Okay most of these photos are quite frankly useless to critique from so I'm only going to use one.
For starters, you've only had four lessons, and you LOOK like you've only had four lessons. Whoever keeps telling you you're a natural doesn't know what they're talking about. You are a beginner rider. You have faults. Lots of them. Your position is not balanced and is not healthy for you OR the horses you ride.
You need a LOT more lessons.
I'm not saying this to be mean. I was told I was a natural too. It made me complacent and lazy for YEARS before I opened my eyes and actually looked at myself for what I really am. You remind me of myself, right about four years ago, except I'd had a heck of a lot more than four lessons. I simply HAD NOT IMPROVED because my instructors kept telling me I was a natural and I was complacent. I didn't think I needed to improve.
I didn't think I needed to improve at all for YEARS. Not until I got my eventer. The number of times he ran off with me, bucked, bolted... he really opened my eyes.
Don't become me.
Now onto the real critique. Your heels are down, but you're forcing them down, resulting in your entire leg shooting forward. I do this too. It's a hard habit to break. Just let your leg hug your horse. It should be relaxed. Strong, yes, but relaxed. Tension is bad. Your butt is way back at the very back of the saddle, which puts an incredible amount of pressure in a very small area that isn't really designed for weight carrying [no part of the horse truly is so one must ALWAYS be aware of where one's weight is]. You are, as a result, leaning forward to keep your balance.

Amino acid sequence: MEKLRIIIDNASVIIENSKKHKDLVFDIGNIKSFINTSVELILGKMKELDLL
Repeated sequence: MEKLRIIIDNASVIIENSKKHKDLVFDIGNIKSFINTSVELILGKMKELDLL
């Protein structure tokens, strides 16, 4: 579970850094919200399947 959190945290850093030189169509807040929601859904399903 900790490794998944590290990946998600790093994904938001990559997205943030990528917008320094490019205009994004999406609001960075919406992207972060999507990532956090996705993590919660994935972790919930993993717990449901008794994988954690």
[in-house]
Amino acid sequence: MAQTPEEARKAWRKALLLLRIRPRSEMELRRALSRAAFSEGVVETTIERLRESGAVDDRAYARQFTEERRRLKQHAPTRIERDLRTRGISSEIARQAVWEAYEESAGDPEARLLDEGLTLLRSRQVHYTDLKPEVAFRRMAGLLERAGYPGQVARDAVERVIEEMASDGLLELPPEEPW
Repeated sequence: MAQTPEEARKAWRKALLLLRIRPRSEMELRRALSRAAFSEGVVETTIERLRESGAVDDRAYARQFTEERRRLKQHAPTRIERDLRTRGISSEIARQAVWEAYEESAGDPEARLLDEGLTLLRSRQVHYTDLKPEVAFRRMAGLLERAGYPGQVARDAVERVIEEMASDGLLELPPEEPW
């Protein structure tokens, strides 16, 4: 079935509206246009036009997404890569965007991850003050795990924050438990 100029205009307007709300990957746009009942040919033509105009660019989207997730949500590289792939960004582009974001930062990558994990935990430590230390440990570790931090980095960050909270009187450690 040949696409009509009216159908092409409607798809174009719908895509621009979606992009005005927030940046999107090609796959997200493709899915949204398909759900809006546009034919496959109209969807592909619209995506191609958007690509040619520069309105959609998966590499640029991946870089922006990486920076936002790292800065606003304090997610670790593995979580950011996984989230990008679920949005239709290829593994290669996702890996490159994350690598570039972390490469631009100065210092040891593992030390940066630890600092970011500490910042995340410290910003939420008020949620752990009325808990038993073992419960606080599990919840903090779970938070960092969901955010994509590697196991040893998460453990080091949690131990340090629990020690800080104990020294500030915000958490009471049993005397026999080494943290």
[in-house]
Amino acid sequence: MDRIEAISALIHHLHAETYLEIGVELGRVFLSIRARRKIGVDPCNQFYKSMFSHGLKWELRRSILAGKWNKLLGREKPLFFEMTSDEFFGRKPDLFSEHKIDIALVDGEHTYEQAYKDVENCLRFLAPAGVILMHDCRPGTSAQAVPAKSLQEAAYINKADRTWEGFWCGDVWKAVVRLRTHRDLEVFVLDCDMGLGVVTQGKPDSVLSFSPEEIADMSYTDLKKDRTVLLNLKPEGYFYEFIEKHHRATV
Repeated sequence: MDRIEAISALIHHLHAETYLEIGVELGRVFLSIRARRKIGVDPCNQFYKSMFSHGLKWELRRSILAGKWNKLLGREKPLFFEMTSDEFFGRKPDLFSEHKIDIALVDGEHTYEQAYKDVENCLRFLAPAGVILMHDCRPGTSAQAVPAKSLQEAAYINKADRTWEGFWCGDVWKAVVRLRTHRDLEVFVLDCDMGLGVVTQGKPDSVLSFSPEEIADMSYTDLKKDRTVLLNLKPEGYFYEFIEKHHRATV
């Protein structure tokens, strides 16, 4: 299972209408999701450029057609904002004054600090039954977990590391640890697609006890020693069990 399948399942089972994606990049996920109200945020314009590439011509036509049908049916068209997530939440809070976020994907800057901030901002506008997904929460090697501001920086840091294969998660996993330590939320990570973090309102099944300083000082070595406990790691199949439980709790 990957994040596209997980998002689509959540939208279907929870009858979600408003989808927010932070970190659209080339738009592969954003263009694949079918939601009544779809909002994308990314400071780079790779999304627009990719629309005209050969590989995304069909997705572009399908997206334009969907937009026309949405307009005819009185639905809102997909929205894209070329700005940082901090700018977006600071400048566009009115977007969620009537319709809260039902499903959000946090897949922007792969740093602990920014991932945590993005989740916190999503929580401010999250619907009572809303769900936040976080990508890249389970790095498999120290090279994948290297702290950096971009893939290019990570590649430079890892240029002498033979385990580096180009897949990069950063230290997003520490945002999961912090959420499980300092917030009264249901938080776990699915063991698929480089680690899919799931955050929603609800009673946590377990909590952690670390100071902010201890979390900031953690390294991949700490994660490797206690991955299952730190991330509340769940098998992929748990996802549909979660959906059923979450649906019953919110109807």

I think the only thing I can really comment on being GOOD here is the line from your elbow to the bit. Perfectly straight, which is absolutely fantastic. You don't have my worst habit. I carry my hands very low and stiff and I'm STILL working on breaking that habit nearly three years after realizing I have it.
I've drawn lines on your photo demonstrating what I see. And I've drawn lines on a photo of a dressage rider that I found with a quick google search. Her lower leg is a little farther back than is classically ideal but that's because she's giving an aid to her horse in that specific spot. They put the aid for piaffe back there so that it's basically impossible to accidentally give it.
Since you are riding on the flat, not over fences, you should be aspiring to a perfect ear-shoulder-elbow-hip-heel line. When you're jumping your position on the flat is a little different but we're not addressing that now.
MAKORA THOROUGHBRED SPORTHORSES